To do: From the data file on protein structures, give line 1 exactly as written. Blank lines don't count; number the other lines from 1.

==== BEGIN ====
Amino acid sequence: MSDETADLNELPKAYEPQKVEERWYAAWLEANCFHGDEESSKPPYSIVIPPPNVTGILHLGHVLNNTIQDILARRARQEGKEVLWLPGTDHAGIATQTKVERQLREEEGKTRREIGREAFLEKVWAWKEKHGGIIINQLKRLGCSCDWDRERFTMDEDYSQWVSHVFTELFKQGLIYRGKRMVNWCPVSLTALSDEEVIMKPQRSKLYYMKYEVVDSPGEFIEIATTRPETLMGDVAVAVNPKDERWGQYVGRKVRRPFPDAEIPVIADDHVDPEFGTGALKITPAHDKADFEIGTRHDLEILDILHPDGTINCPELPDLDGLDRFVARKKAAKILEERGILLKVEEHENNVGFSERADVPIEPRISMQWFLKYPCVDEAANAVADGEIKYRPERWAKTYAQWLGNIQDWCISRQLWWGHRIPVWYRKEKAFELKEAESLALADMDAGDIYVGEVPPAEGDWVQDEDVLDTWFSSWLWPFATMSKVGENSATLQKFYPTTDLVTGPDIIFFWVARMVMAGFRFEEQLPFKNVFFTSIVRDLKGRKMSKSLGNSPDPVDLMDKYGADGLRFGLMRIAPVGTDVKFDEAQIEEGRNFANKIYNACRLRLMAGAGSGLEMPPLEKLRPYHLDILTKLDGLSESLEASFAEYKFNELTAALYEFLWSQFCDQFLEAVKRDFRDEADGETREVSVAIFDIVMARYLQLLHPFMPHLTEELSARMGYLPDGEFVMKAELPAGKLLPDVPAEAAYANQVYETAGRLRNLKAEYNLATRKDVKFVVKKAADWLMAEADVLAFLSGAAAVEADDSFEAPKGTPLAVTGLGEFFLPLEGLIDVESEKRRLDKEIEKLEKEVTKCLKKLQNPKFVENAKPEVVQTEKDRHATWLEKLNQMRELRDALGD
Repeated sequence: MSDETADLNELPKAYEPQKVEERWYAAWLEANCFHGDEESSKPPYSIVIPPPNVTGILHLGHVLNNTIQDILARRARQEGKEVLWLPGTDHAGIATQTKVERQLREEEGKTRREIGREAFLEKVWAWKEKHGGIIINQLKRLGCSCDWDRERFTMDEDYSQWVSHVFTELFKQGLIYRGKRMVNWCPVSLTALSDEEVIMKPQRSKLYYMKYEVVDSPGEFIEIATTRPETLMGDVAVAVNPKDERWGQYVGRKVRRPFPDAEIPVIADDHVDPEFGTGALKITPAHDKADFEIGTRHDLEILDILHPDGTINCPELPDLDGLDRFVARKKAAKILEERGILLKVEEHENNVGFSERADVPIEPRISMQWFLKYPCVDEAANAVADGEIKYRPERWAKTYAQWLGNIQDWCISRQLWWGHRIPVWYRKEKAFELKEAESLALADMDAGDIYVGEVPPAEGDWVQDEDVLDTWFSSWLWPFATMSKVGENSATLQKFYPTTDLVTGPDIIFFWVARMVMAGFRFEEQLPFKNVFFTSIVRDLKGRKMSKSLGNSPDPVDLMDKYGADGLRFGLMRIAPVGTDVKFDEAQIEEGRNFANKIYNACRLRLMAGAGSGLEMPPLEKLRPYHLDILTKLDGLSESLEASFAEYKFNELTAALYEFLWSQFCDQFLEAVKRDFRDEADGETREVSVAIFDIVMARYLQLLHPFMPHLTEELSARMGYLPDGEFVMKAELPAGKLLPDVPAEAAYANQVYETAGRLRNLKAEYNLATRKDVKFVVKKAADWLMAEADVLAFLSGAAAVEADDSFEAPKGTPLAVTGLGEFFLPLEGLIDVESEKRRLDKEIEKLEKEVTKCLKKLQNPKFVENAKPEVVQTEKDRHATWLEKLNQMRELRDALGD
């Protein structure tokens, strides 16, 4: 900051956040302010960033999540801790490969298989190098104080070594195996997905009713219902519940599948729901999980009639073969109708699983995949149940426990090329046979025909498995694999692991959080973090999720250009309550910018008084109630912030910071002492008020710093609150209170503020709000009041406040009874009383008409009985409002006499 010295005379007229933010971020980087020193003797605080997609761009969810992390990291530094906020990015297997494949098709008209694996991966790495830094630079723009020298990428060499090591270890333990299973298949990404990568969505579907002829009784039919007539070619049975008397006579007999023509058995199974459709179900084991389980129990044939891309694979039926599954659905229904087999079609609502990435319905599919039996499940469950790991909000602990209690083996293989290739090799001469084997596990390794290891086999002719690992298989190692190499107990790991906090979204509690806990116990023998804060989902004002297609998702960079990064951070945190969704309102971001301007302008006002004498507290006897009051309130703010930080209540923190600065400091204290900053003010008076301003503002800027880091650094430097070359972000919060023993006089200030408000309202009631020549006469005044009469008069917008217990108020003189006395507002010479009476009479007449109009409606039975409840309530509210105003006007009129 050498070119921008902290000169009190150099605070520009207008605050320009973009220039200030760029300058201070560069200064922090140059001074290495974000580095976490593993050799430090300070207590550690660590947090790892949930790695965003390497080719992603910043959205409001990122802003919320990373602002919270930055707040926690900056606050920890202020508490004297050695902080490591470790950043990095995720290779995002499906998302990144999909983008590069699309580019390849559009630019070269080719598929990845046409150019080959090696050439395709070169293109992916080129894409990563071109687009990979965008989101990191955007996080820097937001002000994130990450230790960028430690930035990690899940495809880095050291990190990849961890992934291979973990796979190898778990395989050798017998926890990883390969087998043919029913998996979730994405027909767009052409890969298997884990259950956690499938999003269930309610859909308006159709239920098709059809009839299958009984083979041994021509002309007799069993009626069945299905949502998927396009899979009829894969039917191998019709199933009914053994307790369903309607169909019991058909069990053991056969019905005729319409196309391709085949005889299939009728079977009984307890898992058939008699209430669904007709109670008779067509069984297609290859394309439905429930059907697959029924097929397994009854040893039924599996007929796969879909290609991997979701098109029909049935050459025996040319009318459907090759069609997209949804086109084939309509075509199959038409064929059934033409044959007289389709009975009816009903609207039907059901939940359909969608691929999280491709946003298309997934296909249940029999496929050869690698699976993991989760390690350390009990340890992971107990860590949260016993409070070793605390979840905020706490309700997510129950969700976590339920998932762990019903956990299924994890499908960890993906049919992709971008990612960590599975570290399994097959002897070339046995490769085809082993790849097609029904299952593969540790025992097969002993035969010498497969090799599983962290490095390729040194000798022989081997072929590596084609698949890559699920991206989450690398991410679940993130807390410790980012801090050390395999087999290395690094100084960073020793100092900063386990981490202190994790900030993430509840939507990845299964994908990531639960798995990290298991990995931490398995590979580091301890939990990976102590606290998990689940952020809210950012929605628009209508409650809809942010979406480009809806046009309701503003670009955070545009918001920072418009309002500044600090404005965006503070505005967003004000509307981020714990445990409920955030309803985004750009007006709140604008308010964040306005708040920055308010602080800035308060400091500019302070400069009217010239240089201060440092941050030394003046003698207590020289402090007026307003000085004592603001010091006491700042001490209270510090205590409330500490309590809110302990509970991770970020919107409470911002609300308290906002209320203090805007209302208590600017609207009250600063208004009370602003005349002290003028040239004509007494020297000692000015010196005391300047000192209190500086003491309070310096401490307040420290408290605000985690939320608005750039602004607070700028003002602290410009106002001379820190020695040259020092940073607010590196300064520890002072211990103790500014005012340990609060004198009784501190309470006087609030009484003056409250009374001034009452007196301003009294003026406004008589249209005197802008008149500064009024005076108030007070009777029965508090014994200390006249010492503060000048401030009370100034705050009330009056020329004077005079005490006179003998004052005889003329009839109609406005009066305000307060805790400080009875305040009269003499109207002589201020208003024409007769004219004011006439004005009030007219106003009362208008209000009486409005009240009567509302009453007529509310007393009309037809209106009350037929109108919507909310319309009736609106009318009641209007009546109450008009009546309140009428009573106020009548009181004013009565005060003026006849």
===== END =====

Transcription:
Amino acid sequence: MSDETADLNELPKAYEPQKVEERWYAAWLEANCFHGDEESSKPPYSIVIPPPNVTGILHLGHVLNNTIQDILARRARQEGKEVLWLPGTDHAGIATQTKVERQLREEEGKTRREIGREAFLEKVWAWKEKHGGIIINQLKRLGCSCDWDRERFTMDEDYSQWVSHVFTELFKQGLIYRGKRMVNWCPVSLTALSDEEVIMKPQRSKLYYMKYEVVDSPGEFIEIATTRPETLMGDVAVAVNPKDERWGQYVGRKVRRPFPDAEIPVIADDHVDPEFGTGALKITPAHDKADFEIGTRHDLEILDILHPDGTINCPELPDLDGLDRFVARKKAAKILEERGILLKVEEHENNVGFSERADVPIEPRISMQWFLKYPCVDEAANAVADGEIKYRPERWAKTYAQWLGNIQDWCISRQLWWGHRIPVWYRKEKAFELKEAESLALADMDAGDIYVGEVPPAEGDWVQDEDVLDTWFSSWLWPFATMSKVGENSATLQKFYPTTDLVTGPDIIFFWVARMVMAGFRFEEQLPFKNVFFTSIVRDLKGRKMSKSLGNSPDPVDLMDKYGADGLRFGLMRIAPVGTDVKFDEAQIEEGRNFANKIYNACRLRLMAGAGSGLEMPPLEKLRPYHLDILTKLDGLSESLEASFAEYKFNELTAALYEFLWSQFCDQFLEAVKRDFRDEADGETREVSVAIFDIVMARYLQLLHPFMPHLTEELSARMGYLPDGEFVMKAELPAGKLLPDVPAEAAYANQVYETAGRLRNLKAEYNLATRKDVKFVVKKAADWLMAEADVLAFLSGAAAVEADDSFEAPKGTPLAVTGLGEFFLPLEGLIDVESEKRRLDKEIEKLEKEVTKCLKKLQNPKFVENAKPEVVQTEKDRHATWLEKLNQMRELRDALGD